A [51.9;55.6]

0.373 (0.862)

NA

  
   

Vertebral fracture

127

482

NS

A [53.1;57.0]

0.385 (0.841)

NA

  
   

Other fractures

223

368

NS

A [54.0;58.6]

0.245 (0.820)

NA

  

FokI

Caucasian (45–72 yrs)

F

Vertebral fracture

68

332

ff in vertebral fracture women > ff in controls (p = 0.003, equivalent to a relative risk of 2.58 )

F [52.9;65.1]

0.059 (0.604)

Ff [25.0;11.4] Ff [44.1;47.0] FF [30.9;41.6]

0.010

[72]

BsmI

Caucasian

F & M

Vertebral fracture

110

153

BB, Bb are more frequent in cases (p = 0. 06)

B [52.8;46.4]

0.312 (1.288)

bb [22.7;33.3] Bb [49.1;40.5] BB [28.2;26.1]

0.161

[73]

FokI

     

NS

F [61.5;63.1]

0.794 (0.935)

ff [13.8;15.7] Ff [49.5;42.5] FF [36.7;41.8]

0.528

 

ApaI

     

NS

A [56.5;54.5]

0.734 (1.089)

aa [15.0;20.4] Aa [57.0;50.3] AA [28.0;29.3]

0.493

 

TaqI

     

NS

T [57.1;61.5]

0.497 (0.841)

tt [15.0;15.5] Tt [56.1;45.9] TT [29.0;38.5]

0.214

 

BsmI

Caucasian (≥ 60 yrs)

F

Hip fracture

135

239

NS

B [57.1;61.5]

0.246 (0.777)

bb [36.3;25.9] Bb [44.4;52.3] BB [19.3;21.8]

0.108

[74]

BsmI ApaI TaqI

Caucasian (≥ 55 yrs)

F

Osteoporotic fracture

97

907

The “baT” VDR haplotype overrepresented among cases (p = 0.009 )

baT [59.8;48.0]

0.027 (1.614)

(baT)0 [15.5;28.4] (baT)1 [49.5;47.2] (baT)2 [35.1;24.4]

0.009

[27]

BsmI

Caucasian (> 85 yrs)

F

Hip fracture

64

108

NS

B [41.4;34.3]

0.402 (1.313)

Bb [31.3;40.7] Bb [54.7;50.0] BB [14.1;9.3]

0.371

[75]

BsmI ApaI TaqI

Caucasian (≥ 55 yrs)

F

Vertebral fracture

85

549

Haplotype “baT” is overrepresented in cases

BaT [54.7;47.6]

0.259 (1.302)

(baT)0 [22.4;27.9] (baT)1 [45.9;49.0] (baT)2 [31.8;23.1]

0.199

[28]

   

Nonvertebral fracture

131

931

NS

baT [52.7;48.9] BAt [36.6;40.8] bAT [10.7;10.3]

0.479 (1.180) 0.449 (0.833) 0.954 (1.022)

bbaaTT [26.7;25.3] BbAaTt [42.0;37.2] bbAaTT [9.9;9.9] BBAAtt [12.2;17.9] BbAATt [6.9;8.6] bbAATT [2.3;1.1]

0.455

 

Cdx2

Different ethnicities(55–80 yrs)

F & M

Vertebral fracture

217

1698

NS

A [15.2;19.3]

0.145 (0.749)

GG [71.9;65.6] GA [25.8;30.1] AA [2.3;4.3]

0.121

[24]

   

Nonvertebral fracture

248

2600

Negative correlation between the A-allele and hip fracture incidence rates (p = 0.006 for men and p = 0.02 for women)

A [16.1;19.0]

0.268 (0.820)

GG [69.8;66.2] GA [28.2;29.5] AA [2.0;4.3]

0.178

 

BsmI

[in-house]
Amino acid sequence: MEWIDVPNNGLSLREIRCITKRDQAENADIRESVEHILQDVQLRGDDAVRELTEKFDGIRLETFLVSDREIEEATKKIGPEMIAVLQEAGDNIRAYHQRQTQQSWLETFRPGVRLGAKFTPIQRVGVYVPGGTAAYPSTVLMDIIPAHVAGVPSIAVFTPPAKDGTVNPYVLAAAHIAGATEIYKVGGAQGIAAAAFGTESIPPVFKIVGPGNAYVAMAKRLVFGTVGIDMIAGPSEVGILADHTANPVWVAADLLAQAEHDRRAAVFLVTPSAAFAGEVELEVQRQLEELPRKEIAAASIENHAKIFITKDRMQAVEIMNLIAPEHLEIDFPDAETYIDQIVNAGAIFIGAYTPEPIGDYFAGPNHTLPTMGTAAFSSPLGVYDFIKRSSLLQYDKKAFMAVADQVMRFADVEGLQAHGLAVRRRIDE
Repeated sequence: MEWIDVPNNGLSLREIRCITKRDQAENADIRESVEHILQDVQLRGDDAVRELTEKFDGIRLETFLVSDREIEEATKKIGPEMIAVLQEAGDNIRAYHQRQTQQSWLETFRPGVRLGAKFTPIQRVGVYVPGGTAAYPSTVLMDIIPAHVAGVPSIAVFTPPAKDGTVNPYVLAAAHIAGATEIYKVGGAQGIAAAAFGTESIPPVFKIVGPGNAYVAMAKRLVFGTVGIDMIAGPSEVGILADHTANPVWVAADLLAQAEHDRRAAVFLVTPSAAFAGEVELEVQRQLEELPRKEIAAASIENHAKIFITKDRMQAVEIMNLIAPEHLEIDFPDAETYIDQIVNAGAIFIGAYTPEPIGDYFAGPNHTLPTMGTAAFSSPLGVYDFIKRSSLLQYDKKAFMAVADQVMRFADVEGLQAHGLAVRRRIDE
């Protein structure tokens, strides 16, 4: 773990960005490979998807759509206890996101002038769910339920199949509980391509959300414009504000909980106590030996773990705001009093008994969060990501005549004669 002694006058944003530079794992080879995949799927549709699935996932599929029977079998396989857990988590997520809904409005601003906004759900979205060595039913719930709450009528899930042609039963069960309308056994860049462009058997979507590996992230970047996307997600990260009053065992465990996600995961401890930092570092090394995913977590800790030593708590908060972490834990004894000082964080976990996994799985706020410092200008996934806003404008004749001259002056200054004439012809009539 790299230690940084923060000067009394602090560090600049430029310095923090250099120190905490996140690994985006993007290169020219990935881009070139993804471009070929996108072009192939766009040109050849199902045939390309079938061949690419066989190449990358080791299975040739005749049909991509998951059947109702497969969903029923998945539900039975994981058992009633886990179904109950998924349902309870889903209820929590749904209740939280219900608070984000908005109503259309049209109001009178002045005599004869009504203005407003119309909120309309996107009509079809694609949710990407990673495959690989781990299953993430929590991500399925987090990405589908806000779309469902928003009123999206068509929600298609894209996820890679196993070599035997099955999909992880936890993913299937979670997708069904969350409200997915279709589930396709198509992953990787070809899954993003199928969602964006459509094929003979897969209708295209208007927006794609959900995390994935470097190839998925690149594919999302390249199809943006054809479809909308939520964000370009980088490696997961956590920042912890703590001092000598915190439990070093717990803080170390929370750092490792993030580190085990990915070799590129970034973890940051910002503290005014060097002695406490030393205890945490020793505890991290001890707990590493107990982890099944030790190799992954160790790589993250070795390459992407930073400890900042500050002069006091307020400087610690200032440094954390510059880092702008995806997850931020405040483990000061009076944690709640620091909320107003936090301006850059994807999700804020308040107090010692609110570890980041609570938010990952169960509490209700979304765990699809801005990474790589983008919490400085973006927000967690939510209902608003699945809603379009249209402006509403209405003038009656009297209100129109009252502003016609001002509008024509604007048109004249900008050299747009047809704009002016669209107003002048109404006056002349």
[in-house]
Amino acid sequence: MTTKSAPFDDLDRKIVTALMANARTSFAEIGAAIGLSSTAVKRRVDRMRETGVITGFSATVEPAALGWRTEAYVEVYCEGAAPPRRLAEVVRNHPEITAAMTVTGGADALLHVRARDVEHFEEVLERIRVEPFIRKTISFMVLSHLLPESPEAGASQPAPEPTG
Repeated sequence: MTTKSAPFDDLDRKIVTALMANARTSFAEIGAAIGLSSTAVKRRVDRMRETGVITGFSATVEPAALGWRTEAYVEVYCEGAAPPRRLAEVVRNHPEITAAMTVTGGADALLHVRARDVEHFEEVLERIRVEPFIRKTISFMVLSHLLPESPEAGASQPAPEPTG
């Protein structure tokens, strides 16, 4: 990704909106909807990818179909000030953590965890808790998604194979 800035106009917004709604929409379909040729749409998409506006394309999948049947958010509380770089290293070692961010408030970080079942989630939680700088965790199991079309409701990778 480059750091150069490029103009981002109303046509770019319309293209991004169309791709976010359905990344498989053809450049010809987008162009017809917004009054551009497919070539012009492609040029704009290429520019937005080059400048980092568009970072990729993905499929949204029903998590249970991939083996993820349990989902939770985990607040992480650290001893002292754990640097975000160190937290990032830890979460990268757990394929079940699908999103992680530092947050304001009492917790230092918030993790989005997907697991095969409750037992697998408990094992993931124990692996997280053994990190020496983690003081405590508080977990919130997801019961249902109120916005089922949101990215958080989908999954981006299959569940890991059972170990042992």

Caucasian (31–89 yrs)

F

Vertebral fracturea

34

469

Allele B is significantly and dose dependently overrepresented in women with fracture (p = 0.04)

B [38.2;37.7]

0.954 (1.021)

bb [38.2;38.4] Bb [47.1;47.8] BB [14.7;13.9]

0.990

[8]

   

Nonvertebral fracture

86

469

Allele B is significantly and dose dependently overrepresented in women with fracture (p = 0.01)

B [50.0;37.7]

0.033 (1.650)

bb [23.3;38.4] Bb [53.5;47.8] BB [23.3;13.9]

0.010

 

TaqI

Caucasian

F

Hip fracture

69

608

VDR CC genotype had an increased risk of hip fracture (OR = 2.6)

C [45.7;39.3]

0.256 (1.335)

TT [34.8;35.9] TC [39.1;49.7] CC [26.1;14.4]

0.034

[9]

FokI, BsmI ApaI, TaqI

 

F & M

Vertebral fracture

2088

20175

NS NS NS NS

NA

NA

NA

NA

[30]*

Cdx2

     

9% (p = 0.039) risk reduction for the Cdx2 A-allele

NA

NA

NA

NA

 

BsmI TaqI

Caucasian

F & M

Fracture

1632

5203

NS

NA

NA

NA

NA

[31]*

*Meta-analysis studies; NS: non-significant; OR: odds ratio; [Frequency#] frequency in case and control (%); NA: not available; Effect originally reported: the reported effects in original paper; Allele p-value: the p value of Chi-square test for the distribution of allele in case and control; Genotype p-value: the p value of Chi-square test for the distribution of genotype in case and control.

Table 2

Association studies between ER-α gene polymorphisms and ROFs

Marker

Subject

Sex

Phenotype

Case/Control (N)

 

Effect originally reported

Allele [Frequency#]

Allele p-value (Odd Ratio)

Genotype [Frequency#]

Genotype p-value

Ref.

(TA)n

Caucasian (50–73 yrs)

F

Vertebral fracture

73

537

Increased fracture risk in women with a low number of repeats (TA < 15), (OR = 2.9)

NA

NA

NA

NA

[33]

(TA)n

Caucasisian (33–79 yrs)

F & M

Vertebral fracture

190

197

The mean number of TA repeats is lower in patients with osteoporotic fractures, (p < 0.01)

TA# [17.3;18.6]

NA

NA

NA

[32]

BstUI

   

110

153

NS

B [91.4;87.9]

0.319 (1.530)

Bb [0.0;0.7] Bb [17.3;22.9] BB [82.7;76.5]

0.380

 

PvuII

     

NS

P [39.1;47.4]

0.186 (0.714)

Pp [36.4;30.7] Pp [49.1;43.8] PP [14.5;25.5]

0.104

 

XbaI

     

NS

X [28.6;33.0]

0.359 (0.793)

Xx [50.0;47.7] Xx [42.7;38.6] XX [7.3;13.7]